It’s interesting the differences I found doing the Sgurr nan Ceathreamhnan route with different maps, I’ve been in there with Landranger, Explorer and Harvey’s this year!
    At times it’s like they mapped three different areas.
    But, if I’m going anywhere in that area I’ll take the Harveys map over an OS route-specific Tracklogs printout every time.

  8. Hi thejtk

    That’s an interesting one, they’re very different tents. The Copper Spur would be great to spend a lot of time in, it’s roomy, but it’s still very light. Night after night on a long trek, it would be fantastic. Its weal spots would be l;ack of guys points and its performace in high winds on an exposed pitch.

    The Fly Creek is much smaller inside, I think after a few days I’d be desperate to be able to sit up straight. But it’s very light, it’s great in bad weather and for a couple of nights on the hill it’s perfect. I’m happy pitching it ridges and tops.

    Pick one though? Not easy, I’ve got great minimalist tents already, but nothing with the room and comfort of the Copper Spur. So for me, the Copper Sput would be the one. But take away my Lasercomp and it might be a different story.

  9. “I just need to figure out how to tell them…”

    You took care of that in a fine way – you can now delete that very diplomatic email you wrote ;)

  10. I find maps are like languages: a new one is never as easy and natural as the first one you grew up with, no matter how good it might be in principle.
    Harveys are very good in principle, but I find it hard to ‘read’ a landscape from them. For the areas they cover I often use them to peruse the fine detail though, I have them running with mapping software so I can switch back and forth between OS and Harveys.
    For anyone interested, here is a sample image I exported from the program and uploaded to my site (PTC: one is allowed to show small samples to illustrate a product, also it’s good publicity!):-

  11. aembleton – I always use Harvey’s if there is one available for the area I’m in. Much more detailed and easy on the eye. Also more durable and waterproof. And they show bothies as well as OS do. They sell them in Waterstones and Borders in Edinburh at least so get and have a browse if you are interested.

  12. Actually, its because the Harveys maps have less info on them that they are clearer (putting to one side the familiarity issues); they only show stuff that is relevant to mountain folk (climbers, fell runners, walkers etc), so their maps are not “cluttered” with irrelevances such as parish boundaries. Also the contours are every 15m (compared with 10m on OS 1:25,000), so in hilly areas have less contour clutter. I find this (coupled with their use of colours) makes it easier to generate a mental 3D image. I also find that the colour coding of contours between brown / grey to distinguish between grass and rock very helpful.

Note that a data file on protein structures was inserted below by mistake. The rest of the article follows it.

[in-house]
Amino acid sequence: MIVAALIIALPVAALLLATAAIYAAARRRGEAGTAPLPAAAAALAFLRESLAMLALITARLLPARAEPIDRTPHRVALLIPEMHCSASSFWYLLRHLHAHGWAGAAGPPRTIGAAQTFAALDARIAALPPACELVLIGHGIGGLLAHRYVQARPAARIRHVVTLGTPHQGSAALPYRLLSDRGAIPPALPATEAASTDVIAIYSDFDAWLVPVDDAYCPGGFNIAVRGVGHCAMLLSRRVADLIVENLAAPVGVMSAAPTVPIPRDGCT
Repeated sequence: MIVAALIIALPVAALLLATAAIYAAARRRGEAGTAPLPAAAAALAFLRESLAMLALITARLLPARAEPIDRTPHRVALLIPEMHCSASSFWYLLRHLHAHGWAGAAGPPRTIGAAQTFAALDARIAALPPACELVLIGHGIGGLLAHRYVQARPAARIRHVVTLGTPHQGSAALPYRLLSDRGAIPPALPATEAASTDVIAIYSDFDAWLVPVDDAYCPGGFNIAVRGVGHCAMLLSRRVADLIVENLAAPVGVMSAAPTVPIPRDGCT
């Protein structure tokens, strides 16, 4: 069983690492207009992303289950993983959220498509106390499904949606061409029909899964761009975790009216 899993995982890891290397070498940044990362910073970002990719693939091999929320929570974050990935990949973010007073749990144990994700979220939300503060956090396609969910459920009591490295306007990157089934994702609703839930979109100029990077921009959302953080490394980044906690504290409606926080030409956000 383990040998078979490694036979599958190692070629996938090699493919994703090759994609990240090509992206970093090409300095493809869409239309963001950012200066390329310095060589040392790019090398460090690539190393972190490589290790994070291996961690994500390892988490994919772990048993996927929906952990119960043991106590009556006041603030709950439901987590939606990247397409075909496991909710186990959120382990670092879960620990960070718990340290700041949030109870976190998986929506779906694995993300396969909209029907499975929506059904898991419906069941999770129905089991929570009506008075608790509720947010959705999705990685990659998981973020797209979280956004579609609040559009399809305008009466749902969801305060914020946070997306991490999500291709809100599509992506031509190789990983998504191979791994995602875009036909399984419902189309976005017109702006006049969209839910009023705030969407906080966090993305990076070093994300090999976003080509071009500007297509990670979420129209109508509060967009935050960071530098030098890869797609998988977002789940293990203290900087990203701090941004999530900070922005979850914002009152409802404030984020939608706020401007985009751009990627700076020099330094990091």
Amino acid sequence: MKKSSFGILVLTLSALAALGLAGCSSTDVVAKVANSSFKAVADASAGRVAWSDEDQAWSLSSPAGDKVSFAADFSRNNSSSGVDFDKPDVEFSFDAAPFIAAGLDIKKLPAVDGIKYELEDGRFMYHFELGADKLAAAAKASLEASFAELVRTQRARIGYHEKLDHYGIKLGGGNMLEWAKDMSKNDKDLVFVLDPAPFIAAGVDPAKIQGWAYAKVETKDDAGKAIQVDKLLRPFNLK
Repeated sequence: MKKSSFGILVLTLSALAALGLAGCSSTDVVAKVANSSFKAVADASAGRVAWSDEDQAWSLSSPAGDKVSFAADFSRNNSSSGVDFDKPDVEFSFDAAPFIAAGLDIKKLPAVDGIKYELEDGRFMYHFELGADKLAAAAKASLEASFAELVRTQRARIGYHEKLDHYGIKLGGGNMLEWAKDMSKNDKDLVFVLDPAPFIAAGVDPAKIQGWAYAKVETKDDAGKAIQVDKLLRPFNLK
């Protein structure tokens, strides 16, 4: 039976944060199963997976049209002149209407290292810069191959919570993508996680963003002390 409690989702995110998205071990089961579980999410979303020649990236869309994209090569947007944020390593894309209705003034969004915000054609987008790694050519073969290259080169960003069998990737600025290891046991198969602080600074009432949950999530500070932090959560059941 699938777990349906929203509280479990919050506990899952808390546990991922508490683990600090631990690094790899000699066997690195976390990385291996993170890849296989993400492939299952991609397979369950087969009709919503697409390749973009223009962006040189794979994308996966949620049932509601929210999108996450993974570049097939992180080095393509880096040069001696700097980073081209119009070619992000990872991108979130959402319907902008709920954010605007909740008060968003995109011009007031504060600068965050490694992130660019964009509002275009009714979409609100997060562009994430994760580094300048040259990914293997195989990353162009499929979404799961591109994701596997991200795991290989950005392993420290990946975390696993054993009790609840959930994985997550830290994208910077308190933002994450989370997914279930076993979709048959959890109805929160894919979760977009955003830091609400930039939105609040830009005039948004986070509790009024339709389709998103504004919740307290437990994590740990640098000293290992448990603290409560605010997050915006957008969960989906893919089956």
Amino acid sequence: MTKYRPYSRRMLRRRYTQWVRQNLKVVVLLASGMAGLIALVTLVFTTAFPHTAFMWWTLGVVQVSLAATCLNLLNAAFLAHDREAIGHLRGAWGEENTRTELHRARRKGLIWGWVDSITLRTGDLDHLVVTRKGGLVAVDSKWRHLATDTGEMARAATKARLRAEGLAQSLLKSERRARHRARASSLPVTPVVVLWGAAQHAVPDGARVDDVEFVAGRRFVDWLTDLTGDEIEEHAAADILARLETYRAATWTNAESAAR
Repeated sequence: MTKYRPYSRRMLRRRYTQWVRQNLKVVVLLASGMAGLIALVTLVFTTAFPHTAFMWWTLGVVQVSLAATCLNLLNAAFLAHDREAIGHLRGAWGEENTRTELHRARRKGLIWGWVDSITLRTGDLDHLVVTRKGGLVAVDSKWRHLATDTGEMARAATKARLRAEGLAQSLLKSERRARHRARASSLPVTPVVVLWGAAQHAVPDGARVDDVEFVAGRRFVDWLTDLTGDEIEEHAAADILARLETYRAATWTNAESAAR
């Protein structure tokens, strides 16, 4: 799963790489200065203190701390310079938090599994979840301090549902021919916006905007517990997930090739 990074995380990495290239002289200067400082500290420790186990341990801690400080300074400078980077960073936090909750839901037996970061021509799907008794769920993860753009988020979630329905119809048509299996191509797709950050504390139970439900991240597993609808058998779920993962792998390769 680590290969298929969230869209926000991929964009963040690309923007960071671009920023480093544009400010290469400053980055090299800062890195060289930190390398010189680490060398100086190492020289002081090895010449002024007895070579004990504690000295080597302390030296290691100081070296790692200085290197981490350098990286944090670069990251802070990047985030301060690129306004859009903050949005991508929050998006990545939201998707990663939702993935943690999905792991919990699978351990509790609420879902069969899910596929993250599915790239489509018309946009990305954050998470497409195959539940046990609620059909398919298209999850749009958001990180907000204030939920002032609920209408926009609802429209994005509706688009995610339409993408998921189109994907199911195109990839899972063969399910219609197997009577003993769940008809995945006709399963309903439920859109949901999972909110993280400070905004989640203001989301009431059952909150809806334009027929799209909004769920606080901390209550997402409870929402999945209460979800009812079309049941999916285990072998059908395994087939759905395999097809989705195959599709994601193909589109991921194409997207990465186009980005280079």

The final point for me is that the actual maps you buy (as distinct from electronic mapping, for example I have both on Anquet) cover sensible areas, eg the Harveys BMC map of the Lakes covers pretty much all the interesting area, but the OS 1:25k requires 4!

    No surprise that vote for Harveys from this corner!

  13. Yeah. There’s a lot of 1:50k die hards out there, but I really think the new 1:40k is a real step up. Glenmore lodge forced me to buy a 1:50k OS even though I had the BMC with me! I also use the 1:25k where possible as I personally find visualization of the landscape easier with a Harveys. Doune lads as well, that’s got to be worth a few more votes!!

    On a separate note, I’m looking to really get into this wild camp stuff next year, and am thinking about tents. Looking for a small (and very light) 2-man, as I will occasionally be taking the kids/wife up for wilderness walks. Laser or Big Agnes?

  14. I have been using the BMC(Harvey) Mountain Map for the Lakes for a while, its great but I have found that repeated folding and unfolding has caused the map to wear through at a couple of the 4 way folds in the middle of the map, obscuring the detail at that point. A paper OS map takes much longer to get to that stage but I presume that’s because a paper map lives in a map case and does not get refolded so much, whereas the BMC mountain map tends to just live in its sleeve and therefore gets folded and unfolded far more often.

  15. Oh, the other thing about the 1:40k BMC maps is make sure your compass roamer scale (if you use it) has 1:40k as well as 1:25k and 1:50k. Older ones don’t.

  16. Like Soularch, would like to pick others on here re tents: